The sustainable agriculture issue ultimately is rooted in a perceived “need to be in harmony with the order of things” — in spirituality. Finding harmony with a higher order requires an understanding of that order – wisdom not power and control. Sustainable farming means farming in harmony with nature – nurturing nature rather than dominating or manipulating it. Sustainable agriculture means fitting farming to the farmer and the farm – not forcing either to fit some predefined prescription for progress. Sustainable farming means farming in harmony among people – within families, communities, and societies. Sustainable farming means farming in harmony with future generations – being good stewards of finite resources. A life of quality is a shared life. A life of quality is a spiritual life.

The goal of sustainability is to sustain a desirable quality of life. Quality of life is not something we can buy at Walmart or Disney World with the money we earn from farming for the “bottom line.” Quality of life is determined by our ability to “do the right things,” for me, for us, and for them. Quality of life, inherently and inseparably, is personal, interpersonal, and spiritual in nature.

A sustainable agriculture, likewise, has personal, interpersonal and spiritual dimensions. A sustainable agriculture must be ecologically sound, economically viable, and socially just. Protecting our own environment is not enough. We must conserve and protect resources for those of the future. Profits are necessary but not sufficient. The economics of short run, self-interests are inadequate to ensure that there will be anything left for future generations. A society without justice is not sustainable — no matter how profitable and environmentally sound it may seem. The economic, ecological, and social dimensions are all essential and inseparable. Sustainability requires harmony among things personal, interpersonal, and spiritual. We can begin reclaiming the sacred in food and farming by reclaiming, up front and without compromise, the spiritual nature of sustainability.

As we reclaim the sacred in food and farming, it changes the way we farm and live. We learn to pursue peace and happiness rather than success. We seek “harmony” among things economic, social, and spiritual – not maximums or minimums. If we focus on any one, we tend to deplete the others, and lose rather than gain what we seek to achieve. Farming solely for the bottom line, for example, invariably takes time and resources away from family and community, degrades the natural resource base, degrades the human spirit, and eventually destroys the ability of the farm to even generate a profit. However, ignoring farm economics for short-run family or religious reasons can be just as devastating in the long run for both family and spirituality.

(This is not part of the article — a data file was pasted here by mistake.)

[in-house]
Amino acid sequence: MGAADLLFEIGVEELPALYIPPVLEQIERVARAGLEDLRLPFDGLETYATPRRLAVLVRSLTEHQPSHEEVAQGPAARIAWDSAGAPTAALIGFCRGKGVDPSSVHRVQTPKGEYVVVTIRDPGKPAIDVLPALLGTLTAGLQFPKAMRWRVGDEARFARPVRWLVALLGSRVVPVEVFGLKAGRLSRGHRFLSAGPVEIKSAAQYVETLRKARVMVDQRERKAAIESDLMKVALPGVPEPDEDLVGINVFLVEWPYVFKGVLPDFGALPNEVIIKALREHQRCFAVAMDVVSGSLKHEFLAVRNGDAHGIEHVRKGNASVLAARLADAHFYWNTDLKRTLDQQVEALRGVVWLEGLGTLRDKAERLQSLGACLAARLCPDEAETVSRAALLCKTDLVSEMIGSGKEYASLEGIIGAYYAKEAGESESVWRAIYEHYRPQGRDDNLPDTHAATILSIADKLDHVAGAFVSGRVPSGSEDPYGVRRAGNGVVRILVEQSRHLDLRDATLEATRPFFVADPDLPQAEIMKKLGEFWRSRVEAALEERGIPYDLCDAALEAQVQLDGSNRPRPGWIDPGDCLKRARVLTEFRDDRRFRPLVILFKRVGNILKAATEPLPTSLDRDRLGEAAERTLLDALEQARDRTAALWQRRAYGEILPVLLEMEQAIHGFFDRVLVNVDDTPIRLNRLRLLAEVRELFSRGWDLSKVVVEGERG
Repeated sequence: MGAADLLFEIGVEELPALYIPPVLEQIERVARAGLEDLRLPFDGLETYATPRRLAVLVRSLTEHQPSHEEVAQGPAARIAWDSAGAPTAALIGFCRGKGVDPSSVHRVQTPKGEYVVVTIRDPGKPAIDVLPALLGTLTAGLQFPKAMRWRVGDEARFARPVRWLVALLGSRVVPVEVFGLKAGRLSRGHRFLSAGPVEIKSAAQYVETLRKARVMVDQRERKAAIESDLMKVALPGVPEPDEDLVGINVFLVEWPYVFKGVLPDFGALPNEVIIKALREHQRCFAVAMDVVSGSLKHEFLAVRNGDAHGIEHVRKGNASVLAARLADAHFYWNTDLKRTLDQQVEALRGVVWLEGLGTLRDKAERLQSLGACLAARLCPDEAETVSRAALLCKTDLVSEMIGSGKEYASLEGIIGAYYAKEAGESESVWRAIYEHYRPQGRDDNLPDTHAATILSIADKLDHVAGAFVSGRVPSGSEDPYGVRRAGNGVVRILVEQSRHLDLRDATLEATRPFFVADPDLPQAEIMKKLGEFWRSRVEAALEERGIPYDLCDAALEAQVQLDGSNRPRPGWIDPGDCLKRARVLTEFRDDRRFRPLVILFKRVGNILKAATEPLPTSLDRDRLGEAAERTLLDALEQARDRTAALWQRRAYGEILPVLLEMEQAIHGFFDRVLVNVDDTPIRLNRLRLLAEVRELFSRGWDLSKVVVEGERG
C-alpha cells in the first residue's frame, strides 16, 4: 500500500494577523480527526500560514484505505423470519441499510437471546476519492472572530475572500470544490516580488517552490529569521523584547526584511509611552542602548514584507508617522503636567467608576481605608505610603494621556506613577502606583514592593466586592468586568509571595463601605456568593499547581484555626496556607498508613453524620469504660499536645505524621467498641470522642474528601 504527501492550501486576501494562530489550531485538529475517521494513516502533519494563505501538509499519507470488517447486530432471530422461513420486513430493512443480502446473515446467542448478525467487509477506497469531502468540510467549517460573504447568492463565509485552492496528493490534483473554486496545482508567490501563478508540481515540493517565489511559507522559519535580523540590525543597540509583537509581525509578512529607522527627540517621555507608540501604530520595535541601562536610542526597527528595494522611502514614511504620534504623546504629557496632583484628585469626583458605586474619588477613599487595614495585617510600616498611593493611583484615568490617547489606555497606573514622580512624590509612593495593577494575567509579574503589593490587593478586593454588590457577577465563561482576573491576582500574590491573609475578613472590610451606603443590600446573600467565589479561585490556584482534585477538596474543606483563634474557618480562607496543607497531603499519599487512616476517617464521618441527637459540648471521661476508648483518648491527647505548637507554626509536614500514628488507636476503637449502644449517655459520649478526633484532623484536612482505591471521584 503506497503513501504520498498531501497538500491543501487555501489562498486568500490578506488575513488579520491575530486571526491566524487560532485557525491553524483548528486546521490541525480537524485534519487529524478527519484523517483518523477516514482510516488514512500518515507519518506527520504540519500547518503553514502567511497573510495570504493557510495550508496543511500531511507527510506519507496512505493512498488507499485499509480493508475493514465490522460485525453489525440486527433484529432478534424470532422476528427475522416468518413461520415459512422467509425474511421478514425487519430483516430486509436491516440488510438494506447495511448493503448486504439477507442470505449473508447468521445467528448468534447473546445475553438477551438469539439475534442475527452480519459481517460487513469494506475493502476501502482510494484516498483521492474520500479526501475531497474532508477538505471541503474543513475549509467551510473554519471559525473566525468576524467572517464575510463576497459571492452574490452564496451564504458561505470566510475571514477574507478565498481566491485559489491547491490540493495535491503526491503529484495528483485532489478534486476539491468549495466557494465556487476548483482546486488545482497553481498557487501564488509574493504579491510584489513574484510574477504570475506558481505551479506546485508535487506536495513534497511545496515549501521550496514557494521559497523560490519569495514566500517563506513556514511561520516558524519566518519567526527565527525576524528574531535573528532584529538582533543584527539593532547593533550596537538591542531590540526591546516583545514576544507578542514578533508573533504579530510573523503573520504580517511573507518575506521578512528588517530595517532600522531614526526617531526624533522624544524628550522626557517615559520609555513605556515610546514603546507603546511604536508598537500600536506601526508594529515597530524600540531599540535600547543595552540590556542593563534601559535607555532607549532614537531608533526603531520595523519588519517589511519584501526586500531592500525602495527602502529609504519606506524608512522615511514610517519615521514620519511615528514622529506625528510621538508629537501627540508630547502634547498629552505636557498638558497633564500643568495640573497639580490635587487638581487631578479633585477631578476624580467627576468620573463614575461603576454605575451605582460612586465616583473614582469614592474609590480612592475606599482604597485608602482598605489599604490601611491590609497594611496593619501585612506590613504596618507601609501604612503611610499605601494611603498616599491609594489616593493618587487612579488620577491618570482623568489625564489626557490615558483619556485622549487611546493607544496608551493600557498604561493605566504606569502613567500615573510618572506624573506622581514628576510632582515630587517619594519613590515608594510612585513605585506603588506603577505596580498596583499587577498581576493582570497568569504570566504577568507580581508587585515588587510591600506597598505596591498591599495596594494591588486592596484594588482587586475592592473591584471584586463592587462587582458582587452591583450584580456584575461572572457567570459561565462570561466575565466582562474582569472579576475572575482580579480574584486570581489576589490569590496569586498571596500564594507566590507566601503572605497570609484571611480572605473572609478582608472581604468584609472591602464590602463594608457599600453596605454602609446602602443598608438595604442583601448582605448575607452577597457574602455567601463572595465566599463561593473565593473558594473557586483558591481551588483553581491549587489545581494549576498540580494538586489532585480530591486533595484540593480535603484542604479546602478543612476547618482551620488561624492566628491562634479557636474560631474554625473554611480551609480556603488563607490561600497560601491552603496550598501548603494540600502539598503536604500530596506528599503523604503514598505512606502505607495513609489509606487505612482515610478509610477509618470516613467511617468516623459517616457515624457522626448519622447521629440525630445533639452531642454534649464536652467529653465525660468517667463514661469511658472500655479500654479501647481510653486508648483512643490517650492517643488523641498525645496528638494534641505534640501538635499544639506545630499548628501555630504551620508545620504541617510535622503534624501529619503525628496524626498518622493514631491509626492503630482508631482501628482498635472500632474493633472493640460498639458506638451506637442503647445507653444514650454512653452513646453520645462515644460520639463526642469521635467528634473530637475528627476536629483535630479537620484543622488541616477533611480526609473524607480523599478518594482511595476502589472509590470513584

Our common sense tells us that we must have balance in our lives among the personal, interpersonal, and spiritual. Yet we are bombarded from every corner with the message that having more stuff will make us happy, that success means having more money. Or we may be told that happiness is found only in love of family and friends, and that money doesn’t matter. On Sunday, the message is likely to be that happiness comes only from the love of God, that we should deny ourselves and follow Him. The thesis of sustainability is that “all these things matter, but than none alone is sufficient.” To sustain the sacred in farming, we must find harmony among things economic, social, and ecological – among the personal, interpersonal, and spiritual.

Spirituality does not mean that our rewards must be delayed until after-life, any more than sustainability means we must sacrifice quality of life today for some future reward. We live only in the present, not the past or the future. If we are unhappy today, reaching some future tangible goal is likely to leave us unhappy. If we are happy today, we are quite likely to be happy in the future regardless of whether we reach some goal we now have in mind. The focus of faith and hope may be on things expected or hoped for in the future, but the true benefits of both are in the here and now. “Living in faith and hope” defines a life worth living far more than does achieving whatever is expected or hoped for. Faith and hope are about “now, not when.” Faith and hope are fruits of the spirit.

Likewise the spirituality of sustainable farming is about here and now, not there and when. The rewards come from having adequate, not maximum, income; from having positive relationships with family, friends, and others; and from being a responsible steward of resources for the future. All of those things have rewards here and now, as well as somewhere else at some time in the future. The key point is that the reward comes from knowing that we are “in harmony with some unseen order.” An adequate income, friends and family, and a clean environment are all products, not sources, of our overall sense of peace and happiness.

A desire to reclaiming the spiritual does not guarantee peace and happiness. Reclaiming the sacred simply recreates a “possibility or hope” for a desirable quality of life. We still must seek to understand so we may learn to accommodate rather than dominate and nurture rather than conquer. We need to be wise, not smart. And wisdom may be more difficult to achieve than is cunning. We need to learn to be humble, not powerful. Humility may be more difficulty to master than is control. We need to seek and accept the spiritual in everything we see and do. The physical may be far easier to see and to manipulate. We need to learn to dance with life rather than try to push life around.

To farm and live sustainably, is to farm and live spiritually. Sustainability certainly is not a religion, but it is fundamentally spiritual. Sustainable farming and sustainable living are attempts to work and live “in harmony with an unseen order of things” — to work and live spiritually. To farm and live sustainably, we must be willing to openly proclaim the spirituality of sustainability. We must reclaim the sacred in food and farming.


John E. Ikerd
Professor Emeritus of Agricultural Economics
University of Missouri Columbia
College of Agriculture, Food and Natural Resources
Reprinted with Permission from the Author
For references, see original article here